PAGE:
submitted by e-mail to jdolvin1@mail.hq.nasa.gov.

FOR FURTHER INFORMATION CONTACT: James H. Dolvin, (202) 358-1279.

SUPPLEMENTARY INFORMATION:

A. Background

    It is critically important for NASA to achieve mission success 
without

[[Page 37058]]

compromising safety. However, given that many of NASA's activities 
involve advanced research, aeronautics, and space flight, NASA cannot 
completely avoid risk. Therefore, risk must be managed, i.e., 
comprehensively identified, analyzed, planned, tracked, controlled, 
communicated, and documented. While risk management is not a new 
acquisition concept, NASA has initiated a risk-based acquisition 
management initiative to re-focus on risk as a core acquisition 
concern. That initiative will be implemented by providing training to 
NASA and contractor personnel, consultation to NASA projects and 
programs, and updated policy and guidance through revisions to several 
of NASA's internal processes and guidelines. This interim rule 
implements that part of the initiative pertaining directly to the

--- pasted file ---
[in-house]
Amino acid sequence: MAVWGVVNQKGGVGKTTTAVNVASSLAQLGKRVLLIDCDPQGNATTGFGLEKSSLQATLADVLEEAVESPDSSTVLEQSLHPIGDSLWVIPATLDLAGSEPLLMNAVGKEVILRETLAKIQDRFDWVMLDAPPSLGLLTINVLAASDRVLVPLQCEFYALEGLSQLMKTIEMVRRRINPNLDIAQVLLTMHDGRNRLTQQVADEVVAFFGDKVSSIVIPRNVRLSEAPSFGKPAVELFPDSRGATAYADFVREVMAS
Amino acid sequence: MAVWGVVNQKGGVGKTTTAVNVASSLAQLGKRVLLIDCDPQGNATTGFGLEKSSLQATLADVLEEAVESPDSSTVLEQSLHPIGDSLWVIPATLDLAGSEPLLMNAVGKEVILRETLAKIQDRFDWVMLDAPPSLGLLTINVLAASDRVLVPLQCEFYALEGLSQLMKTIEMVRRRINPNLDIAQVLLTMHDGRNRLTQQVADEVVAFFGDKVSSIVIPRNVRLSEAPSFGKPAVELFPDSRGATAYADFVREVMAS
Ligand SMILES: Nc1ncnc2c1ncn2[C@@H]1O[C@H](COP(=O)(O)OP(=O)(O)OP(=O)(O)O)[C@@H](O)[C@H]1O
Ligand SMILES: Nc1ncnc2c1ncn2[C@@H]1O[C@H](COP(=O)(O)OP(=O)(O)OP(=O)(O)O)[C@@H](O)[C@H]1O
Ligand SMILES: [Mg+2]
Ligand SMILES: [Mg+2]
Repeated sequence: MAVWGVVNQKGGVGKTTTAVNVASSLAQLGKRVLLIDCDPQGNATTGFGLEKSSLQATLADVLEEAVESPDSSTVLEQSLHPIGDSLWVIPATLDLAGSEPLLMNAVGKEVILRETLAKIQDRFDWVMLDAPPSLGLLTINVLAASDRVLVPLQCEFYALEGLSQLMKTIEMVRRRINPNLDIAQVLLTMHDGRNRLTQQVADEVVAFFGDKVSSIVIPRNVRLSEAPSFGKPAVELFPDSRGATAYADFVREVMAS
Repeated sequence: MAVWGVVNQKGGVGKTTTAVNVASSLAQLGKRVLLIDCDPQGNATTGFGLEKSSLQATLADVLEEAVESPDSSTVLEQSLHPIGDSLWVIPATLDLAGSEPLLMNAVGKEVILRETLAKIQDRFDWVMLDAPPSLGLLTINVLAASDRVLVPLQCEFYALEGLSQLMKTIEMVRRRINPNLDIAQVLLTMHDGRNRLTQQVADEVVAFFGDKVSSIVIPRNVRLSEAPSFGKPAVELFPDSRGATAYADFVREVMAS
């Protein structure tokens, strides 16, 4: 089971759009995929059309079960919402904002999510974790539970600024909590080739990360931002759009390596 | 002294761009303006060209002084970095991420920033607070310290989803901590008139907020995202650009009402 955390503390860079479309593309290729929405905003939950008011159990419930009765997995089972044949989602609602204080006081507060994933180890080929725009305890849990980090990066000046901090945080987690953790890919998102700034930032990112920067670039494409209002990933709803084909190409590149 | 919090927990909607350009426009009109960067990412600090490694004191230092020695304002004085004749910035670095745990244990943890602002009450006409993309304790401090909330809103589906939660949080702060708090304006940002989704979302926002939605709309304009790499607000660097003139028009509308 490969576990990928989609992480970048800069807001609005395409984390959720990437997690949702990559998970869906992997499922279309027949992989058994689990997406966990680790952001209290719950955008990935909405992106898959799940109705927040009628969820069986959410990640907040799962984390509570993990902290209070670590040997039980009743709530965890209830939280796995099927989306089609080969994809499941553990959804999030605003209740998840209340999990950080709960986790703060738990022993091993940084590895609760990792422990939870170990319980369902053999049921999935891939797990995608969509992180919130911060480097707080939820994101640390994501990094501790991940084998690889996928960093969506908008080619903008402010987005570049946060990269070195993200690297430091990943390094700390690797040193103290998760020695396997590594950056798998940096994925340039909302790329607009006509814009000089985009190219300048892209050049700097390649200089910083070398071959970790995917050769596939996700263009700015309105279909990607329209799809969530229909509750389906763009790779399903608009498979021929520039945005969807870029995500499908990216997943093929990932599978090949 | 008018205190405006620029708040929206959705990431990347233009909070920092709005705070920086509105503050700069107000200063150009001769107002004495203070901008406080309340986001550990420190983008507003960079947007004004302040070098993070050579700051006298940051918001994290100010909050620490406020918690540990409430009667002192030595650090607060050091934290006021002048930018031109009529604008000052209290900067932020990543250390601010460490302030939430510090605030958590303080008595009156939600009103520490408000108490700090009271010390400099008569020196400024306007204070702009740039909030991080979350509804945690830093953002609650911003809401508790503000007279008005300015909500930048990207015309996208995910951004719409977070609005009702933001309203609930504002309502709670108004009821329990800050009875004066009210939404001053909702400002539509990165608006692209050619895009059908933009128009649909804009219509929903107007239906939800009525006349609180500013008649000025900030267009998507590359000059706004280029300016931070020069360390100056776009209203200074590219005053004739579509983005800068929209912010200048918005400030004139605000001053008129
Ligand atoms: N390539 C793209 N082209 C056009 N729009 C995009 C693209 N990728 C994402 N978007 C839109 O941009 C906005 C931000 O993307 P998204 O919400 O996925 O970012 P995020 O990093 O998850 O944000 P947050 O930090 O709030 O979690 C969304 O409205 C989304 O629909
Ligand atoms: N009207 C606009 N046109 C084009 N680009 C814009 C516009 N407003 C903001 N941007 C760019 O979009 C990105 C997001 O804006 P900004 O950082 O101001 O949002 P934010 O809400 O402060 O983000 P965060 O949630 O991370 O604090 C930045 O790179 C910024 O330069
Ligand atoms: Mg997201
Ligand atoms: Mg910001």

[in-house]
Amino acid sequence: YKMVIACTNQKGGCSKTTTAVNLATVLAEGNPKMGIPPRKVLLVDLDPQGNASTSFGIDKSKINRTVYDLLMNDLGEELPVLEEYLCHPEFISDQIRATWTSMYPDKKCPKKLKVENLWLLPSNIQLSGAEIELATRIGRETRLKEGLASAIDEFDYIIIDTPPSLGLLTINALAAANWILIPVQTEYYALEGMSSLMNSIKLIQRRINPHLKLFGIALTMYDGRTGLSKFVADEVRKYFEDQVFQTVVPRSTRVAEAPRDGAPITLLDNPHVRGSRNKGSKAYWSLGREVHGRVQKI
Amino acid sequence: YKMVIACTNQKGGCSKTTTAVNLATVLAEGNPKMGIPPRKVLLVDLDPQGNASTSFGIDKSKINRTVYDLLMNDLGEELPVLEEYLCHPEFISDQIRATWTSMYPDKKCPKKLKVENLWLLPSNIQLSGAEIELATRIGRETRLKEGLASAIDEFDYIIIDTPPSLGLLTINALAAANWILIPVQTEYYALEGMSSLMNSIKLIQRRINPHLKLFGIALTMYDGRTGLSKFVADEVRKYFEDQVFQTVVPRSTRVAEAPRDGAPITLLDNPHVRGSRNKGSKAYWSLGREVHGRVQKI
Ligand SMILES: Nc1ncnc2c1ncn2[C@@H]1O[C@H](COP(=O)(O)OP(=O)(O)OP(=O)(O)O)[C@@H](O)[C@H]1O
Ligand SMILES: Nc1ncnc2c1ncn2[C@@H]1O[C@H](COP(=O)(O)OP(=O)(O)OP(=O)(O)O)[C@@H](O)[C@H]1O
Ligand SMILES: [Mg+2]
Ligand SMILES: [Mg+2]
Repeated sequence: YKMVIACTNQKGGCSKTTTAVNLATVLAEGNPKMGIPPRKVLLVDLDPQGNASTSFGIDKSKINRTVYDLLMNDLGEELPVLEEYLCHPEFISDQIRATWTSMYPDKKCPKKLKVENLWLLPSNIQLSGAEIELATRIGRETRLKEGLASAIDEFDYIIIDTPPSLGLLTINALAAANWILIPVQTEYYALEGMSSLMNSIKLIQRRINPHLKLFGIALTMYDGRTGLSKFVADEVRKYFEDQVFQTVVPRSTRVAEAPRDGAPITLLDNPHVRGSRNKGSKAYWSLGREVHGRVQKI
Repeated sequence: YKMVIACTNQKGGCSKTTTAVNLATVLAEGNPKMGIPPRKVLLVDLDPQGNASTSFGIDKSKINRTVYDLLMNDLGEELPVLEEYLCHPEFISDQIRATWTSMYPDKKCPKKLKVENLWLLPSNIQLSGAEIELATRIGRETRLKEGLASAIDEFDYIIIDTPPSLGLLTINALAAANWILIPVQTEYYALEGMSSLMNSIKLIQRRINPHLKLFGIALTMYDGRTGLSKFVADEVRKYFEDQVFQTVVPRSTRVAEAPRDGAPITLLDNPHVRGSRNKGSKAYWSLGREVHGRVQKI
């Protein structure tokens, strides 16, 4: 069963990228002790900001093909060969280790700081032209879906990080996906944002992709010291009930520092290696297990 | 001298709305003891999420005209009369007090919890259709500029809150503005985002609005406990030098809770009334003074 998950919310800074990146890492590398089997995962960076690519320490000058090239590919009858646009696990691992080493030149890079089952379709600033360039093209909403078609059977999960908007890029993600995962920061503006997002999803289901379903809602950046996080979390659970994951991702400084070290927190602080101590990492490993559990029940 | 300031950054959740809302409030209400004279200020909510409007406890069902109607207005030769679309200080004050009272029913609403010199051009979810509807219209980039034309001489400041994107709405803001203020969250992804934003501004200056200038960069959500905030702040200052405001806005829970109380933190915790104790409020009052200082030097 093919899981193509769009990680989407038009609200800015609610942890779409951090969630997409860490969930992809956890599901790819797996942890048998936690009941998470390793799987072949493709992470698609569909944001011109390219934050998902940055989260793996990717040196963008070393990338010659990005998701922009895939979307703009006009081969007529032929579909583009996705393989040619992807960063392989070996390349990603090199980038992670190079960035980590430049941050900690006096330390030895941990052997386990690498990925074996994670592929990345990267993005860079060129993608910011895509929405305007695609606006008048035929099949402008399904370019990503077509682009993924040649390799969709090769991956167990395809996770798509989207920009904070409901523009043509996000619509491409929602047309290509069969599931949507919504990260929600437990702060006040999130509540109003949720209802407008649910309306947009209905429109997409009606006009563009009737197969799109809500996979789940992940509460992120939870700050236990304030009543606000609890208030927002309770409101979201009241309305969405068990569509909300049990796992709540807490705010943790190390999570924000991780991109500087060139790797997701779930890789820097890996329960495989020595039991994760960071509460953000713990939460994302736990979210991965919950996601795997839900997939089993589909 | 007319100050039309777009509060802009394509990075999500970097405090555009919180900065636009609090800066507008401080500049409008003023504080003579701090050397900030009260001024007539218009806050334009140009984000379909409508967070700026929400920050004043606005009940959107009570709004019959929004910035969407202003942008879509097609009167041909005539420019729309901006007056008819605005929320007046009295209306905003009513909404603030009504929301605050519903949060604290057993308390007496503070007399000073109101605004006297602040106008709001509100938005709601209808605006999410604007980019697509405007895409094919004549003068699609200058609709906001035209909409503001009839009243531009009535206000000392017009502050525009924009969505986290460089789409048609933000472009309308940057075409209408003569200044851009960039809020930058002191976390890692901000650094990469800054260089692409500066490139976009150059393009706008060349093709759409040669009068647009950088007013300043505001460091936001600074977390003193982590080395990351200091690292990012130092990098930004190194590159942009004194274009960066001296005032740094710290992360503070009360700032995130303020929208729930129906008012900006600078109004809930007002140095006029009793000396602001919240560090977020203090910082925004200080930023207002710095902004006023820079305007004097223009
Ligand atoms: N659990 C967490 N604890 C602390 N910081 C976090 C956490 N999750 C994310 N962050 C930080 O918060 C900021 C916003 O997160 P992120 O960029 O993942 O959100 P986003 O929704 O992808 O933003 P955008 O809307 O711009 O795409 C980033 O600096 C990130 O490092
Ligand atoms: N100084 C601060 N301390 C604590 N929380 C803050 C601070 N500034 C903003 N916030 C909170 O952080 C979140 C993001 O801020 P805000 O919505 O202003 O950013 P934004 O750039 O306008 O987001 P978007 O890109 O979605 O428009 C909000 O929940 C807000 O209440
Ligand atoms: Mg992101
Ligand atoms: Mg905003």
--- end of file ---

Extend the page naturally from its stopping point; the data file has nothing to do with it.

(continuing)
procurement process. Since NASA's activities often include contractor 
efforts, NASA's focus on safety and mission success must be conveyed in 
NASA contracts.
    A proposed rule was published in the Federal Register at 64 FR 
38880-84 on June 20, 1999. Comments were received from the Council of 
Defense and Space Industry Associations, the United Space Alliance, and 
the Jet Propulsion Laboratory. All comments were considered in the 
development of the interim rule. After reviewing the public comments, 
revisions were made to sections 1807.105, 1812.301, 1815.203-72, 
1815.304.70, 1815.305, 1816.405-274, 1823.7001, 1852.223-73, and 
1852.223-76. Proposed section 1852.223-75 was deleted. The most